New Zealand hasn’t issued any Wildlife Act since 1953. The current legislation “Wildlife Act 1953” is very outdated as Boffa Miskell, a New Zealand environmental consultant company stated in 2019, “Wildlife Act was never intended to be a mechanism of wildlife management, beyond protection. The Wildlife Act was enacted in 1953, to provide absolute protection for wildlife from hunting and killing. The Act has had many revisions, amendments, and orders that have morphed it into something that attempts to be fit-for-purpose. However, the Act remains woefully out of date and unsuitable for modern wildlife management.” It is unclear how this outdated Wildlife Act has impacted the wildlife management system in NewZealand, but it is clear that this old Wildlife Act is now very incompatible with modern wildlife management and lag behind significantly with similar counterparts in the U.S, Canada and Australian
Compared to the U.S Endangered Species Act 1973; and the ‘Australian Environment Protection and Biodiversity Act 1999’, the Wildlife Act 1953 lacks dedicated threatened species legislation which can affect the
New Zealand Green Party issued a statement on December 10th, 2021, “The Green Party supports Conservation Minister Kiritapu Allan’s announcements today that Government intends to review the Wildlife Act 1953 and progress work on reforming conservation law”.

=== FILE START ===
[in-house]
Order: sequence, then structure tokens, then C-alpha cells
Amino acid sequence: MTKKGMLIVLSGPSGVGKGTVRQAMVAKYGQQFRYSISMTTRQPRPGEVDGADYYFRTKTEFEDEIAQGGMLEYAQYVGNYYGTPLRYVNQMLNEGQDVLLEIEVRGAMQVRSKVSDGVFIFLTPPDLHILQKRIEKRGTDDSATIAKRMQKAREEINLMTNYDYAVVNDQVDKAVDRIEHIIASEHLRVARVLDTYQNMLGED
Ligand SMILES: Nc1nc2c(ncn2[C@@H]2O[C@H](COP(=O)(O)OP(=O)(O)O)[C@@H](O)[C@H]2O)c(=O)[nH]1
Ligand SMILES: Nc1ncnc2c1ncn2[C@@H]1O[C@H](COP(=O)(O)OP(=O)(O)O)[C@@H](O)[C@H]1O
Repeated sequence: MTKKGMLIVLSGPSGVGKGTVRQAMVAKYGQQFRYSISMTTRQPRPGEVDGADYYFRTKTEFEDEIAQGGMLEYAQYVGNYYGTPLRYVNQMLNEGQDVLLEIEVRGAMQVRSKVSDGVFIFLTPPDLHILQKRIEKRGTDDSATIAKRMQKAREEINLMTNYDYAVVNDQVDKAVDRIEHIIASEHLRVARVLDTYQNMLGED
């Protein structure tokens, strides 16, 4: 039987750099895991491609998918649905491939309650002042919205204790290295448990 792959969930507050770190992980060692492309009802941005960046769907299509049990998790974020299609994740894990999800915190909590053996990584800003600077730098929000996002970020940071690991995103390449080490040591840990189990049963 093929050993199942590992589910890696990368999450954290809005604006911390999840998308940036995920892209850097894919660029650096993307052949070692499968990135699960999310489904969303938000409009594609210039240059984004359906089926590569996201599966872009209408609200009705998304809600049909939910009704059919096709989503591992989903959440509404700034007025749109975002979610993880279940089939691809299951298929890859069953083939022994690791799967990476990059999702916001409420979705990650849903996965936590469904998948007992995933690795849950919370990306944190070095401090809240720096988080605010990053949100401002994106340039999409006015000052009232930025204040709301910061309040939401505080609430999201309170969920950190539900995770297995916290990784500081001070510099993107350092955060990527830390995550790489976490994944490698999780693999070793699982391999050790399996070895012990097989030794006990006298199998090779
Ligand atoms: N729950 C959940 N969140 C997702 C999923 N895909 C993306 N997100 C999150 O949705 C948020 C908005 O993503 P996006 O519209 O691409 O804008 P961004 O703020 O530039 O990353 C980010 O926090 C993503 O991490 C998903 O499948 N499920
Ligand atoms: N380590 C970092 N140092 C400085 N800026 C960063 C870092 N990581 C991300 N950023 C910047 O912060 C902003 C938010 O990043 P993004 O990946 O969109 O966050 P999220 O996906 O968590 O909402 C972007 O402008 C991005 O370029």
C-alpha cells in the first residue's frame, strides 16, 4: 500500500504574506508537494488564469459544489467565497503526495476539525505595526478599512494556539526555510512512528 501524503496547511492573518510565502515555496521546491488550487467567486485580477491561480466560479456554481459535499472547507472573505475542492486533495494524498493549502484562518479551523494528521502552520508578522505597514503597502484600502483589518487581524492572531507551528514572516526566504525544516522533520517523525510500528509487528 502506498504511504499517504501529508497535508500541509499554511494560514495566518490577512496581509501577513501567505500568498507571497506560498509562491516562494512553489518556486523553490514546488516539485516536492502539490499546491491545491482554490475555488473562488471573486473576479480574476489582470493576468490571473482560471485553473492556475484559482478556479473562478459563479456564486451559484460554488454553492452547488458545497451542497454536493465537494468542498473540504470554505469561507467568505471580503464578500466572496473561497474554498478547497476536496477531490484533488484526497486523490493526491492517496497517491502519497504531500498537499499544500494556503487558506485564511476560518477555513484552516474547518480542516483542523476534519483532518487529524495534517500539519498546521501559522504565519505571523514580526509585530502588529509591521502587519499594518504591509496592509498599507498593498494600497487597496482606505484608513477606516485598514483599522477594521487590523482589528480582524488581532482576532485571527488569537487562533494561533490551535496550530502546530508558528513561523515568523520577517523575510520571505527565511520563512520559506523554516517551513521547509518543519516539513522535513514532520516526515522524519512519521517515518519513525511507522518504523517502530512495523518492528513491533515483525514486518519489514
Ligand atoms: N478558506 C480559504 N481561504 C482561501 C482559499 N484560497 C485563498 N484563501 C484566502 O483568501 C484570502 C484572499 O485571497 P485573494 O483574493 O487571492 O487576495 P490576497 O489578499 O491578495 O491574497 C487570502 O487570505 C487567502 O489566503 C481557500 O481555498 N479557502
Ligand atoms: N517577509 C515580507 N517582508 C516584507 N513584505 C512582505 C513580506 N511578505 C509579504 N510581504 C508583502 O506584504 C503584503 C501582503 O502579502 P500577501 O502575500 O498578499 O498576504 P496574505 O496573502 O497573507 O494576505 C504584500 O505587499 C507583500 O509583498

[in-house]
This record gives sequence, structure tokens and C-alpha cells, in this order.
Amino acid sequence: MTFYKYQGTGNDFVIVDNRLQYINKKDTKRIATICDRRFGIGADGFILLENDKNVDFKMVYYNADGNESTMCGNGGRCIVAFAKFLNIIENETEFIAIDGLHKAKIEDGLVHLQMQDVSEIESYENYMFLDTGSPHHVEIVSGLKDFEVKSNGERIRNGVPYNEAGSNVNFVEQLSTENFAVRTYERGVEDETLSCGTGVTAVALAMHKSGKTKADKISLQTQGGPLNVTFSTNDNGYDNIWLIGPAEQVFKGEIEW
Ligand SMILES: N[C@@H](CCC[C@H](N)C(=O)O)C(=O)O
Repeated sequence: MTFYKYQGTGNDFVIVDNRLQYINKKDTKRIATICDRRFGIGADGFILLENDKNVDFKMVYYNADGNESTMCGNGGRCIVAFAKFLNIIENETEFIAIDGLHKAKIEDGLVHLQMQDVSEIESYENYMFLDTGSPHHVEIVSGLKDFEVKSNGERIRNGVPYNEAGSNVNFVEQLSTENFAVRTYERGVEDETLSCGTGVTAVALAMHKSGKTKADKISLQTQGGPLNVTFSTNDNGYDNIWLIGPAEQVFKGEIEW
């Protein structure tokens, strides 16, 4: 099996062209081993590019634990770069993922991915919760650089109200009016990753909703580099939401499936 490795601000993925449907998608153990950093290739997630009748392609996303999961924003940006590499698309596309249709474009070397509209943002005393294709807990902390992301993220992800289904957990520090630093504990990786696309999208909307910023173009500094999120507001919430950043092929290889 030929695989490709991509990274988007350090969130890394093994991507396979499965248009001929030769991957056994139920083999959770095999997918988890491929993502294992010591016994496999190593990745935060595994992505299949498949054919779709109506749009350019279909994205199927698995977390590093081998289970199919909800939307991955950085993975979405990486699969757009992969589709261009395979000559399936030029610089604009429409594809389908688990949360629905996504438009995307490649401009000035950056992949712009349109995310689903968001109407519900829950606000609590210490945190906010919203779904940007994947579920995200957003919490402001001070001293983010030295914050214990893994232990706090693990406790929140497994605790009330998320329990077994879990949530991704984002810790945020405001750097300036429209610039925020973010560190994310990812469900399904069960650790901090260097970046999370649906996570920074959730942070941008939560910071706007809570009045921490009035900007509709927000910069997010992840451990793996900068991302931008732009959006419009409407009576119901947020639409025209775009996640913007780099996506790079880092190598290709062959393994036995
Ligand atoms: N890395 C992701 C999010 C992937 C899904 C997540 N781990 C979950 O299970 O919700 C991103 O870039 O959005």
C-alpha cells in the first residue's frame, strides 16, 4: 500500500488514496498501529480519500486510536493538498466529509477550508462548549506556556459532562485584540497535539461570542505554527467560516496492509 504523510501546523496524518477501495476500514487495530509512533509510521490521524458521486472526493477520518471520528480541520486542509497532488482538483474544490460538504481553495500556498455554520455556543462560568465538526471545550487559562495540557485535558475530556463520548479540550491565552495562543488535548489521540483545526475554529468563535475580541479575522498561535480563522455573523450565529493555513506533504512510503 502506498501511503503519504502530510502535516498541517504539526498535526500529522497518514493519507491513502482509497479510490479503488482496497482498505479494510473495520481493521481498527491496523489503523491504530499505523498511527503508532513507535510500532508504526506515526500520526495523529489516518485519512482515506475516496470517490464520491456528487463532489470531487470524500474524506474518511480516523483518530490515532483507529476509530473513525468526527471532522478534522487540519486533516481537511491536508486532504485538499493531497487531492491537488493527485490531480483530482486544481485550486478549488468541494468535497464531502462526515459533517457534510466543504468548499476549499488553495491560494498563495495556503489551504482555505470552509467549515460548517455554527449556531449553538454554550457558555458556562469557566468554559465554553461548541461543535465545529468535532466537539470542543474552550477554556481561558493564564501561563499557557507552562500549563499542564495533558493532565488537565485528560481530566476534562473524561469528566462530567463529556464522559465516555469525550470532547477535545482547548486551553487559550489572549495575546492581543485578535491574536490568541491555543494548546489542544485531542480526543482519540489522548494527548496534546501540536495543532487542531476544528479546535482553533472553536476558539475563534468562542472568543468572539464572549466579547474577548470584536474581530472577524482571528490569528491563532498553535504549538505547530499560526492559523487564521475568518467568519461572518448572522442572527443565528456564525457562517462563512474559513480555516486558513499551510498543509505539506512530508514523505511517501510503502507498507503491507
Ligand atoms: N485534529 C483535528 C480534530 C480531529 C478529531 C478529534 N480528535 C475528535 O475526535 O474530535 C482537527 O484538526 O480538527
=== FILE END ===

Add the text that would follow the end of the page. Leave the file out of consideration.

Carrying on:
Eugenie Sage, Green Party list MP and the Minister of Conservation and Land Information said on this matter: “Right now, the Wildlife Act is allowing bottom trawling by the fishing industry to destroy supposedly ‘protected’ species such as ancient black corals with impunity. It hasn’t allowed the department or Minister to regulate ‘disturbance’ of protected species, such as the kororā (the smallest species of penguin) at Pūtiki Bay on Waiheke Island, and the permitting process for scientists wanting to collect and research native species is cumbersome.”
“Government action to better protect indigenous wildlife and their habitats are welcome. The Green Party is recommending a new threatened species act to enable better recognition and protection of threatened plants.”
“There is an urgent need for a network of marine protected areas and sanctuaries through new legislation. This legislation must uphold rangatiratanga (absolute sovereignty) and kaitiakitanga (guardianship and protection), and be flexible, built-for-purpose, and recognize the diversity of marine life.